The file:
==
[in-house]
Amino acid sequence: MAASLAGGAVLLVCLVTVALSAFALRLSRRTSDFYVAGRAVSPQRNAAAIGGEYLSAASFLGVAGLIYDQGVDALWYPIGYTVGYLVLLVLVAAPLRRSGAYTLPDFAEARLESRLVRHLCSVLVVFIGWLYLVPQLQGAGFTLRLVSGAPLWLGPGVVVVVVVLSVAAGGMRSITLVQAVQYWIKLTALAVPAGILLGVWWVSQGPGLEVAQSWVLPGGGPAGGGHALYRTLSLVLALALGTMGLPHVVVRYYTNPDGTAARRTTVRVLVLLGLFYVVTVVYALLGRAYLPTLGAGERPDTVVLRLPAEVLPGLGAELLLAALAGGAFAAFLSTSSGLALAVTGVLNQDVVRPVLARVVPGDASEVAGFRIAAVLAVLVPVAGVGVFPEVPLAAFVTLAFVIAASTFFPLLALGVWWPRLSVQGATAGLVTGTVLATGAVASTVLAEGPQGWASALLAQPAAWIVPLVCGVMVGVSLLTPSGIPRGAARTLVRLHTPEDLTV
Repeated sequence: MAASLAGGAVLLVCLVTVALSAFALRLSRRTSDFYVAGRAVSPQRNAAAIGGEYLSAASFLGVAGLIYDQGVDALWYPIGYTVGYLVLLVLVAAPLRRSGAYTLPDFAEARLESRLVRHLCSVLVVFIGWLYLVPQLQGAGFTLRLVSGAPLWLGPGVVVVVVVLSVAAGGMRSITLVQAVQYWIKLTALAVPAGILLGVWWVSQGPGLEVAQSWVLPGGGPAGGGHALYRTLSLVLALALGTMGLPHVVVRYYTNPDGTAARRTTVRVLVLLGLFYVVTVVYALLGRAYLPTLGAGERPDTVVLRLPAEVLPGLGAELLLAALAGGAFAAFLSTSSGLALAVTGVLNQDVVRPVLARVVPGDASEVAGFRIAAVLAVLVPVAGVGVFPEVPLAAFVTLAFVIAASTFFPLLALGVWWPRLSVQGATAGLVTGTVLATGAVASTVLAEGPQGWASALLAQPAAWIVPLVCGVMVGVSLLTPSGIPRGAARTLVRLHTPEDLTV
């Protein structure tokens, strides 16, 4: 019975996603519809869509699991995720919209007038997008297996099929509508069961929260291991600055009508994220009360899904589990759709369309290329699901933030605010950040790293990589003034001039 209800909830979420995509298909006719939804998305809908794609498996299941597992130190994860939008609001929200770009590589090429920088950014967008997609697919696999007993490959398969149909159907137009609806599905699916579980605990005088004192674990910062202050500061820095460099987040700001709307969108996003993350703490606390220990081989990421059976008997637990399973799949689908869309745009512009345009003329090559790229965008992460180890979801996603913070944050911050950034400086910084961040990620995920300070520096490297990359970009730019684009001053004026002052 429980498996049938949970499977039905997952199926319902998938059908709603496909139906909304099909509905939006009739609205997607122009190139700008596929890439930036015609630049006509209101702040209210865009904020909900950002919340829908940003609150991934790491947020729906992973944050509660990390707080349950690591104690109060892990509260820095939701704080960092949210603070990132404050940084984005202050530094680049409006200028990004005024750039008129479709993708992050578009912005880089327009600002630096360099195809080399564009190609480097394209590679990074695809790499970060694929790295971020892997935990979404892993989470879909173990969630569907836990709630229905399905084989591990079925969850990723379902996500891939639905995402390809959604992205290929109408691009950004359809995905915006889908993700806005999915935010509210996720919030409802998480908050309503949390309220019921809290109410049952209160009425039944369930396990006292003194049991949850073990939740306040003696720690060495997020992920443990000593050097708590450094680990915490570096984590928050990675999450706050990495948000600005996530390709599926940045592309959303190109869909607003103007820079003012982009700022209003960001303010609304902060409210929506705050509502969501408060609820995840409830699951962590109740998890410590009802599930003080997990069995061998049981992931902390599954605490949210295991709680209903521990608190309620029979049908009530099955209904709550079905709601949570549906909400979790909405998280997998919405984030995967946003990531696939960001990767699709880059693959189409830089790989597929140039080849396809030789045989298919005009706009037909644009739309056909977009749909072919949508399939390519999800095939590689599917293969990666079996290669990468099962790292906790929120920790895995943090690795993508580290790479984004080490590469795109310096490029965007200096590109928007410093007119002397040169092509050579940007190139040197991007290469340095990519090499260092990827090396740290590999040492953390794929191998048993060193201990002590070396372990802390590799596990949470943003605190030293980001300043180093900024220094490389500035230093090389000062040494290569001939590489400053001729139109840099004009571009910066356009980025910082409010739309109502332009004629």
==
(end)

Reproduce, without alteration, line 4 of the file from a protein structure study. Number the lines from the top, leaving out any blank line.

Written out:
């Protein structure tokens, strides 16, 4: 019975996603519809869509699991995720919209007038997008297996099929509508069961929260291991600055009508994220009360899904589990759709369309290329699901933030605010950040790293990589003034001039 209800909830979420995509298909006719939804998305809908794609498996299941597992130190994860939008609001929200770009590589090429920088950014967008997609697919696999007993490959398969149909159907137009609806599905699916579980605990005088004192674990910062202050500061820095460099987040700001709307969108996003993350703490606390220990081989990421059976008997637990399973799949689908869309745009512009345009003329090559790229965008992460180890979801996603913070944050911050950034400086910084961040990620995920300070520096490297990359970009730019684009001053004026002052 429980498996049938949970499977039905997952199926319902998938059908709603496909139906909304099909509905939006009739609205997607122009190139700008596929890439930036015609630049006509209101702040209210865009904020909900950002919340829908940003609150991934790491947020729906992973944050509660990390707080349950690591104690109060892990509260820095939701704080960092949210603070990132404050940084984005202050530094680049409006200028990004005024750039008129479709993708992050578009912005880089327009600002630096360099195809080399564009190609480097394209590679990074695809790499970060694929790295971020892997935990979404892993989470879909173990969630569907836990709630229905399905084989591990079925969850990723379902996500891939639905995402390809959604992205290929109408691009950004359809995905915006889908993700806005999915935010509210996720919030409802998480908050309503949390309220019921809290109410049952209160009425039944369930396990006292003194049991949850073990939740306040003696720690060495997020992920443990000593050097708590450094680990915490570096984590928050990675999450706050990495948000600005996530390709599926940045592309959303190109869909607003103007820079003012982009700022209003960001303010609304902060409210929506705050509502969501408060609820995840409830699951962590109740998890410590009802599930003080997990069995061998049981992931902390599954605490949210295991709680209903521990608190309620029979049908009530099955209904709550079905709601949570549906909400979790909405998280997998919405984030995967946003990531696939960001990767699709880059693959189409830089790989597929140039080849396809030789045989298919005009706009037909644009739309056909977009749909072919949508399939390519999800095939590689599917293969990666079996290669990468099962790292906790929120920790895995943090690795993508580290790479984004080490590469795109310096490029965007200096590109928007410093007119002397040169092509050579940007190139040197991007290469340095990519090499260092990827090396740290590999040492953390794929191998048993060193201990002590070396372990802390590799596990949470943003605190030293980001300043180093900024220094490389500035230093090389000062040494290569001939590489400053001729139109840099004009571009910066356009980025910082409010739309109502332009004629």